The Communion of Saints

Communion of the Saints

by Shelly Hurt Mielke

Therefore, since we are surrounded by so great a cloud of witnesses, let us also lay aside every weight, and sin which clings so closely, and let us run with endurance the race that is set before us. . .

Hebrews 12:1

“Riddley, Riddley, Ree!  I see something you don’t see, and the color of it is. . .”  My five-year-old daughter loves to play this old family game, passed along for a few generations.  I recall playing it with my beloved grandma, as she sat under the hair dryer in my childhood kitchen.  

After being told where the game originated, my little daughter has begun asking me about my grandma, who passed away when I was pregnant with her older sister in 2000.

“Tell me about your grandma”, she says often.

And I begin with great memories. . .she loved Coke, ham sandwiches, and shopping.  She was widowed young and reinvented her life by becoming a real estate agent.  She adored her family, took pictures of everyone all the time, and said “Hello, love”, when we talked on the phone.

But above all else, she loved her Savior.  She had a faith that emanated from her very being.  Everyone who knew her knew that she put Christ first in her life.  Her constant prayer was for unbelieving family and friends to come to know her Lord.  She was an amazing witness and example of faith in action.

And as I cuddle in bed with my sweet babe, recounting all these things, perhaps not surprisingly, we came upon the beauty of the communion of saints.  Explaining the communion of saints to a five-year-old, child genius as she is (I’m her mother, I get to think that!) is no small undertaking.  I proceeded carefully, traveling along something like this:

“Do you know how Mommy and Daddy and your brother and sister take communion every Sunday?  We take communion together, and we also take communion with all the people at church that Sunday, right?”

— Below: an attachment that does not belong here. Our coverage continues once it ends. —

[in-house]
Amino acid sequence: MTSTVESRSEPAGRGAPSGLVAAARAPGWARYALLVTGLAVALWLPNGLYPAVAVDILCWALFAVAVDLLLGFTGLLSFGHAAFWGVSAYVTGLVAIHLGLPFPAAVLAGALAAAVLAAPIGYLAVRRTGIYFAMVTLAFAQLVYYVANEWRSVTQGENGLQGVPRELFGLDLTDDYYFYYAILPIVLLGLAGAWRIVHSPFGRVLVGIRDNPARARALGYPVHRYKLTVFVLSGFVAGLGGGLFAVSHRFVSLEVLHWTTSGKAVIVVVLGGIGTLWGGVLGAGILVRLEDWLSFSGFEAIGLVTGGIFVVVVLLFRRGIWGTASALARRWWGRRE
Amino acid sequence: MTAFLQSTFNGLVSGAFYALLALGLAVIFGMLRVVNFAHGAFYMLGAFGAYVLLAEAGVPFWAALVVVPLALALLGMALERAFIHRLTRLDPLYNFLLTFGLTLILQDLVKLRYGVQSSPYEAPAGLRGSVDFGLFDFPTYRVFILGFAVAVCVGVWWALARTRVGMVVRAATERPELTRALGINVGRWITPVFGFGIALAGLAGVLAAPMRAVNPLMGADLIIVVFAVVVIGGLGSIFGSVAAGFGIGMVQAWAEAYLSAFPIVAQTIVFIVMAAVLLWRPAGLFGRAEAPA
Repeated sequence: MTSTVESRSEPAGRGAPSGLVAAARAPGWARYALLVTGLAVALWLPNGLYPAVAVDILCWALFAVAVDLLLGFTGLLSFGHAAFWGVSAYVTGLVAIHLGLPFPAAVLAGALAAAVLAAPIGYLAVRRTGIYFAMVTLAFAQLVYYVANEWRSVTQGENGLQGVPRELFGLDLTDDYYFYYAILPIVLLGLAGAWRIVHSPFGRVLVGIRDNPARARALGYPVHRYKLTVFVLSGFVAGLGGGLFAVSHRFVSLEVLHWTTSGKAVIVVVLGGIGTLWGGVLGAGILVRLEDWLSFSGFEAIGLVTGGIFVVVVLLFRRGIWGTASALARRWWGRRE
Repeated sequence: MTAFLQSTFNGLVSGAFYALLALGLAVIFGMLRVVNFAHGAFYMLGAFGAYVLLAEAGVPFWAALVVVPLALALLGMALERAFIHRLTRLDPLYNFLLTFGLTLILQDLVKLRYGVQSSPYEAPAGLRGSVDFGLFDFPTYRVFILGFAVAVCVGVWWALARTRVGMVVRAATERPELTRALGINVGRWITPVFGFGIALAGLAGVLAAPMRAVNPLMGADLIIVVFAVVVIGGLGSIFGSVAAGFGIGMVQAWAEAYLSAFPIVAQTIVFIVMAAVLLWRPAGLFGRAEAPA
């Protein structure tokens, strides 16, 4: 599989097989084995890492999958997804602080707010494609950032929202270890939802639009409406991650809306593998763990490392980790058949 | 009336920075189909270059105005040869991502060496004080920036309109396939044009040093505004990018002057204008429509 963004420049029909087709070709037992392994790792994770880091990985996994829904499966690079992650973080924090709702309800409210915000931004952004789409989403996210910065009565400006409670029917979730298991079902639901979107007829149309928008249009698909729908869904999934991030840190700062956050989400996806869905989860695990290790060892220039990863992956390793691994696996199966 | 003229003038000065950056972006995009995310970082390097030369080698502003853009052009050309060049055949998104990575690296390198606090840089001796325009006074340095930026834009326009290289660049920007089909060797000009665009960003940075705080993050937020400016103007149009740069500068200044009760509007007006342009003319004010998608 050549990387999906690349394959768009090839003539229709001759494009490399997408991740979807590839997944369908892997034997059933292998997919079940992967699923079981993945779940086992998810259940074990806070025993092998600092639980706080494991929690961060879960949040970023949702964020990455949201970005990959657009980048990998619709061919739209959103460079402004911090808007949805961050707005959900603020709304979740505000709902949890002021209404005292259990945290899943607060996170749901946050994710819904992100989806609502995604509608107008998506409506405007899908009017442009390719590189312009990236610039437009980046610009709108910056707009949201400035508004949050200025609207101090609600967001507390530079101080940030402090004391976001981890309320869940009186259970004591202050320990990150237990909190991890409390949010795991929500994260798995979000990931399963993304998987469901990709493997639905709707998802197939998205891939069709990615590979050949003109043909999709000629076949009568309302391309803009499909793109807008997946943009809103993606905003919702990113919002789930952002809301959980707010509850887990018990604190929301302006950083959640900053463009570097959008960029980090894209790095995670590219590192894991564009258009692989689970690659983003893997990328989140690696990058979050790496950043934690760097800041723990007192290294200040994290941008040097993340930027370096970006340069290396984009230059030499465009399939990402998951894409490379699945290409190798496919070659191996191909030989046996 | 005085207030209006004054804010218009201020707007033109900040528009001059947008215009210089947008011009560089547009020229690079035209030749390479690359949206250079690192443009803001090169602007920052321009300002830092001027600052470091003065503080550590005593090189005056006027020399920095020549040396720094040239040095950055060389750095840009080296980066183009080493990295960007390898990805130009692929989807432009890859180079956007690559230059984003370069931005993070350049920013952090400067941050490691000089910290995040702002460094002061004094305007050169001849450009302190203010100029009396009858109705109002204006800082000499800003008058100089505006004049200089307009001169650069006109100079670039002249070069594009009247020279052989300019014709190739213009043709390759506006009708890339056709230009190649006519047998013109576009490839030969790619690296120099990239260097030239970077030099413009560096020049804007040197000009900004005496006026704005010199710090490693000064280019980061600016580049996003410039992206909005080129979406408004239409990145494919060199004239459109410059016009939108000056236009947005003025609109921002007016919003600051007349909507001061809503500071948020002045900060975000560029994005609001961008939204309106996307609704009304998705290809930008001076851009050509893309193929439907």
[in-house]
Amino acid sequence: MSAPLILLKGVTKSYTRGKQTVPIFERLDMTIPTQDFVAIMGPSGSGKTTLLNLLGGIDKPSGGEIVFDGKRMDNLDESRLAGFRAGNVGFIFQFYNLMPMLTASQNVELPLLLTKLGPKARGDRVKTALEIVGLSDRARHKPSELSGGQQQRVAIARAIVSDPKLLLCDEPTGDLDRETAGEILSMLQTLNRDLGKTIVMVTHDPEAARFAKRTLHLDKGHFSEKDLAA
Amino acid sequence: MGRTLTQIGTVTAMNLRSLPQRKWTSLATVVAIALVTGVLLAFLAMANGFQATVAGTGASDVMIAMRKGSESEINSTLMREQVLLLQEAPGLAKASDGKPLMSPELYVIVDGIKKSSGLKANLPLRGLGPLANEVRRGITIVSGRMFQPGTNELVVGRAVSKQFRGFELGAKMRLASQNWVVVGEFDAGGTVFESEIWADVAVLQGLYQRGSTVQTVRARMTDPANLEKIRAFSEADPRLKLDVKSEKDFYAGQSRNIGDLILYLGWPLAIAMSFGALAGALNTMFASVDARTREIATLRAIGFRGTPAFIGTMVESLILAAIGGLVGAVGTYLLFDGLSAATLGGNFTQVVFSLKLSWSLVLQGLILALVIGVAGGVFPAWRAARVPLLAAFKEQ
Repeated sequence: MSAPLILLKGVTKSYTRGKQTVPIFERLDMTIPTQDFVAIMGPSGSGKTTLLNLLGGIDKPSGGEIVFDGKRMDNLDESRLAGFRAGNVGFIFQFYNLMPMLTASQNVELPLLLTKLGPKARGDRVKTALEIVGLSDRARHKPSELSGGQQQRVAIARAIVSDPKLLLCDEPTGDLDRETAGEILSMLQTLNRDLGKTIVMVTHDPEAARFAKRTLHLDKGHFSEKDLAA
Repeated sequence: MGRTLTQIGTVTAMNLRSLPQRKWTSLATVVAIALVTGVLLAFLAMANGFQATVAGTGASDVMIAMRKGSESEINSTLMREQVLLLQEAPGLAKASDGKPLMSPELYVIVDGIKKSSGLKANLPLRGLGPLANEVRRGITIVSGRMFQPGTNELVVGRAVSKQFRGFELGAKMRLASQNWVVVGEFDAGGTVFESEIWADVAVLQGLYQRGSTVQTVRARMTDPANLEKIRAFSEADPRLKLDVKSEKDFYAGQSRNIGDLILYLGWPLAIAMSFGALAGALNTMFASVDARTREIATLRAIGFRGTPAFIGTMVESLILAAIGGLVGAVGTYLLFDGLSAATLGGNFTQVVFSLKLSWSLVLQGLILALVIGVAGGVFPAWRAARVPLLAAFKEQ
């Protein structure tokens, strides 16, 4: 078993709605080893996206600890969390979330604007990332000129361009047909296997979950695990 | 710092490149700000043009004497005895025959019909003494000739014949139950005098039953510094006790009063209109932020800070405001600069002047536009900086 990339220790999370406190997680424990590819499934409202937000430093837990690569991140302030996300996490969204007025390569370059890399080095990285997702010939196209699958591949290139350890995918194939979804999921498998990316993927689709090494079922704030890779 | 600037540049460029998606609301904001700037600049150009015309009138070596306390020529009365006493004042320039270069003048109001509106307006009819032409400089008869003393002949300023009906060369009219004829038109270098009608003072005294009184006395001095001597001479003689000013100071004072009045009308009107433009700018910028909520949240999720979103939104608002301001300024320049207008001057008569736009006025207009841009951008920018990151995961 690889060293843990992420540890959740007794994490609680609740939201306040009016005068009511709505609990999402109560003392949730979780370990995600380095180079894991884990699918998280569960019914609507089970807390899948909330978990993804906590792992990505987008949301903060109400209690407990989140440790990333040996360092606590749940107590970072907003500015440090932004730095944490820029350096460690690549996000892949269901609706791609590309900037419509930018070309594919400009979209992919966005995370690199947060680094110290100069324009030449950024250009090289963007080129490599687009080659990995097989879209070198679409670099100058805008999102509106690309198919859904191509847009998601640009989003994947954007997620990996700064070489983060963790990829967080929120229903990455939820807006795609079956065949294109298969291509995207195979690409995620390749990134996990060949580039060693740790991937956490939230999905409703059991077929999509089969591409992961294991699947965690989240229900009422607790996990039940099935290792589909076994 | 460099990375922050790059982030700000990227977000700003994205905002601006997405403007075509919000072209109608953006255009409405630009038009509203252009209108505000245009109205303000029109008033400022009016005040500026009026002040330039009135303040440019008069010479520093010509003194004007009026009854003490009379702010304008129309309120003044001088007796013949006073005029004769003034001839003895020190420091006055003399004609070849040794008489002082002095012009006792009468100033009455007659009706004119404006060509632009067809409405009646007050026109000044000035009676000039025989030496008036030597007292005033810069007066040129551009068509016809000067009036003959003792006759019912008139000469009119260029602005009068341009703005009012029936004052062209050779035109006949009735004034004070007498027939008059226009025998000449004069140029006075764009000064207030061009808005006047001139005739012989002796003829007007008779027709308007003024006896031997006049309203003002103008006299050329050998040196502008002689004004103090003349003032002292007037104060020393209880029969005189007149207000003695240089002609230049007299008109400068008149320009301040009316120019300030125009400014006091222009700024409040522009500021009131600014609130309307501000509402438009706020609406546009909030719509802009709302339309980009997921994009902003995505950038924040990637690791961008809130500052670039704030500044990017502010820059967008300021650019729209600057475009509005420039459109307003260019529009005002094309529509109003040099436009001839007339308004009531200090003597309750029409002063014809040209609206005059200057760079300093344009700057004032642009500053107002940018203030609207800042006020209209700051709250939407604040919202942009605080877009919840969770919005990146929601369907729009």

She agreed, so I continued.  “Well, you know that your grandparents and aunts and uncles take communion every Sunday, too, right?  Even though they are far away, we are communing with them, because we all believe that Jesus is present in the bread and wine.  So, we are not actually standing next to them, but we are still communing with them.”

She nodded again, so I took the final leap.   “It is the same thing with all the people who went to heaven in Jesus.  Though we are not standing together, we are united in Jesus’ gift of His body and blood.  Each time we take communion, we are together with all believers!”

I’m not sure just what she retained, but the seeds were planted.  What a glorious gift, this sacrament!  Together with all believers, it binds us to Him and strengthens us for our journey here on earth.  Praise God for His holy sustenance!

Yet she on earth has union
With God, the Three in One,
And mystic sweet communion
With those whose rest is won.
O blessed heav’nly chorus!
Lord, save us by your grace
That we, like saints before us,
May see You face to face. 

The Church’s One Foundation
LSB 644


Shelley Mielke is wife to LCMS pastor Spencer Mielke, and mother to five fabulous (and busy!) children. She teaches preschool three days a week at the Lutheran grade school her children attend, which brings her great joy. When she’s not playing taxi driver, laundress or cook, she enjoys singing, shopping, and reading. She also finds joy in writing her blog, mammamilk.

Photo credit: “Gloria Sanctorum” by Lawrence OP licensed under CC BY-NC-ND 2.0

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Comments

The Communion of Saints — 6 Comments

  1. Thinking about the communion of saints is something I don’t do often enough. It is a great comfort for me to remember my beloved parents, grandparents, great grandparents, aunts and uncles ’round the great throne of our Heavenly Father as I partake of the Holy Communion. Another connection is when we speak the Apostles’Creed or Nicene Creed. When I recite the Creed it connects me with all the living saints here on earth who are saying it and all the saints in heaven that have gone before. I think it was the sainted scholar Jaroslav Pelican who said that the Nicene Creed has been said somewhere on the earth everyday since the 4th century. When we say the Creed we are uniting ourselves with the saints that have gone before and the saints still living. Confessing the Triune God – Father, Son and Holy Spirit – what a privilege.

    In Christ,
    Diane

  2. Nice article! I love thinking of communing with my grandparents who are now in heaven. I think you did a perfect job of explaining the communion of saints–probably a little child is able to grasp this concept much easier than adults.

  3. The sisterhood of believers is amazing and such a blessing…I pray my children and grandchildren will also find that joy and comfort in the communion if saints…enjoy your blog

  4. What a tribute to your Grandmother. I too had a wonderful Grandmother that made a huge impression on me. This brought back happy memories for me.
    Thanks Shelly

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